We began with estimating sums and differences of decimals, which the students actually really enjoy doing (and it also happened to be the day I was being observed by the principal). We used a foldable from 4mula Fun (love her foldable pack) that I adapted from one of her units to explain two different types of estimating decimals. On the inside, we did an example together, and on the flap, they had to come up with their own scenarios when we might use the different types of estimating in real life. They did a great job adding in that element! After we did the first type of estimating (front end estimation), I gave them each a task card that I had created for estimating sums and differences. They had to use front end estimation to find the answer.
|Estimating Sums and Differences of Decimals Task Cards|
Then, they shared their card with a partner and their strategy for solving the problem. We moved on to the next strategy for estimating. After we did that, they passed their cards down 4 people (so that they wouldn't be doing the one that their partner had just shared with them, and so that they could get a different type of card, since there were three different types of cards in the set) and completed their card using a different type of estimating. Again, they shared their card and solution with a partner. You can see in the picture to the right that we also used our HALLOWEEN adding and subtracting decimals task cards to practice later! I really wanted to make a point of explaining how we used this set of task cards because it was very, very effective, but a different way than we usually think about using task cards. Each child only ended up doing a few, but they loved them!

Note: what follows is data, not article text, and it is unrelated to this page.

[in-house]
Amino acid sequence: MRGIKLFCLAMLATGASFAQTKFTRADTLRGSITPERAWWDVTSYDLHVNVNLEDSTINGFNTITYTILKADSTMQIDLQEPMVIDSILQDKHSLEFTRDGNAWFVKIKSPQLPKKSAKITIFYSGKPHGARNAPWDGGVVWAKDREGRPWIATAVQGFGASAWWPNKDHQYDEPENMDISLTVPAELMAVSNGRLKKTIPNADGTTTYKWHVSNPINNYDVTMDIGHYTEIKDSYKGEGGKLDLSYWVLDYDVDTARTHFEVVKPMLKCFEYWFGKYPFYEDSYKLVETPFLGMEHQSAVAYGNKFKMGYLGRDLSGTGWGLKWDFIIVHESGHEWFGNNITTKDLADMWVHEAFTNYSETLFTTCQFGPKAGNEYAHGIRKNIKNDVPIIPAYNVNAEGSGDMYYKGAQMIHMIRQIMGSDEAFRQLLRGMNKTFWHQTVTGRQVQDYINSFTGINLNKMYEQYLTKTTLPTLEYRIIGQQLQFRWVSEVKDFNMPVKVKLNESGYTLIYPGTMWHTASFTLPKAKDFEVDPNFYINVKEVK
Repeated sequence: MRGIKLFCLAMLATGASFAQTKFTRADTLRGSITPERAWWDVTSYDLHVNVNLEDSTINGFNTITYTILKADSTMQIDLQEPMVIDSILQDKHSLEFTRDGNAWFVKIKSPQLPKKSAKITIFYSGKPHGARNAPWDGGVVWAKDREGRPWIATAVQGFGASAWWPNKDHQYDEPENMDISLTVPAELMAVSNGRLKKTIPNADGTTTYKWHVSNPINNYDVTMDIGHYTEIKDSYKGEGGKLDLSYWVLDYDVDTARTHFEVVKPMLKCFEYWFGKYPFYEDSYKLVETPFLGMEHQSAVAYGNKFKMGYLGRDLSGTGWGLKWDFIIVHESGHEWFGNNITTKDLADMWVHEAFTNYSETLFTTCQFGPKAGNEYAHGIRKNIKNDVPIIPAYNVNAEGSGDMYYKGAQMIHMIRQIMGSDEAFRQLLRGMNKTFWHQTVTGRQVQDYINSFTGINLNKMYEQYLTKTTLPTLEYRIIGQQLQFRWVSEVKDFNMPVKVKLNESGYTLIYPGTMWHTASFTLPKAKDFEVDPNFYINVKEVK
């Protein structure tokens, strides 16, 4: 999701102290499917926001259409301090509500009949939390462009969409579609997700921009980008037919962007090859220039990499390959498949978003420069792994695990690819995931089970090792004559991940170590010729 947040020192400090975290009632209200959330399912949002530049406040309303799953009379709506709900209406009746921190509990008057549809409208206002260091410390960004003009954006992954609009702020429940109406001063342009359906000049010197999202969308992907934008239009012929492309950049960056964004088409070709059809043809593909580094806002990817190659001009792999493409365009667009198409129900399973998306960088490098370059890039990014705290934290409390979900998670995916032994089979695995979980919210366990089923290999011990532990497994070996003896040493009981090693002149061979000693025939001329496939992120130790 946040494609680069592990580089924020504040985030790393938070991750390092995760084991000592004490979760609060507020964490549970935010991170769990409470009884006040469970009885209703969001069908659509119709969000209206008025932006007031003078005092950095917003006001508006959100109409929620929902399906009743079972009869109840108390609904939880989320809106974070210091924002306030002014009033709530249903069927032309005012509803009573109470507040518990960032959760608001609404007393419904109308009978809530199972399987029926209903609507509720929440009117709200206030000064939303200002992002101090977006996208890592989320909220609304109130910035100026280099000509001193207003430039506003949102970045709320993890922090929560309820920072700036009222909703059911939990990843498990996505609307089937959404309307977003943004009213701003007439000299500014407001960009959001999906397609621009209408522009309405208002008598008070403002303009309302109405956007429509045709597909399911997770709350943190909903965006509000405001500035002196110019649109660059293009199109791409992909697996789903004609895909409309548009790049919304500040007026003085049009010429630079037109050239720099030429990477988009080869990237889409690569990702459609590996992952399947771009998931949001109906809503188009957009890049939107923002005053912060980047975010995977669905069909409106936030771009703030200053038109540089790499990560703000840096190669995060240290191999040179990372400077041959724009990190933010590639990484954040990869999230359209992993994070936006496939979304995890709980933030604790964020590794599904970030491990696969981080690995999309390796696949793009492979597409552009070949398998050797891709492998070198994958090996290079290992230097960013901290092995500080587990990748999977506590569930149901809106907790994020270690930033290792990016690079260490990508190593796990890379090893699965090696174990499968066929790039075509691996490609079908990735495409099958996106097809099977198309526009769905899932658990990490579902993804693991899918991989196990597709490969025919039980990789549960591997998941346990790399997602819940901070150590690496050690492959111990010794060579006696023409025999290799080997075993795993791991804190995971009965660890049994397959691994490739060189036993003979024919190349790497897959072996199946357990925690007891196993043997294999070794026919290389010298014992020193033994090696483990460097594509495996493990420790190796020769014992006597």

After that, we did a flow map together to make an adding and subtracting decimals anchor chart.
|Adding and Subtracting Decimals Anchor Chart|
They copied it into their math notebook and then they had to make a flow map to show the same problem, but with subtraction. They were all amazed that something that *seems* so simple actually took 5 steps to process!
The next day we started my FAVORITE part of our decimals study (and the part that is totally free for you)...Candy Conundrum!
I got the idea as I was sorting through ads last Sunday trying to figure out where it would be cheapest for us to go and buy Halloween candy. I decided I would let the students figure it out for me, and Candy Conundrum was born! And let me tell you, they beyond loved this activity.
All I had to do was print out extra ads (which you can find here) and make the cards (which you can download for FREE here.) I wrote the cards so that they are candy specific, but not Halloween specific, so you can use them pretty much any time there are ads with candy! I designed the cards so that they would be practicing estimating sums and differences as well as adding and subtracting decimals.
I did VERY little explaining other than asking the kids if they ever look through the Sunday ads and compare prices. I got a lot of blank stares, so I told them that today they were going to do just that, and I sent the kids off to do their work. The cards explain themselves. I was amazed at how well the students did and how engaged they were the entire time!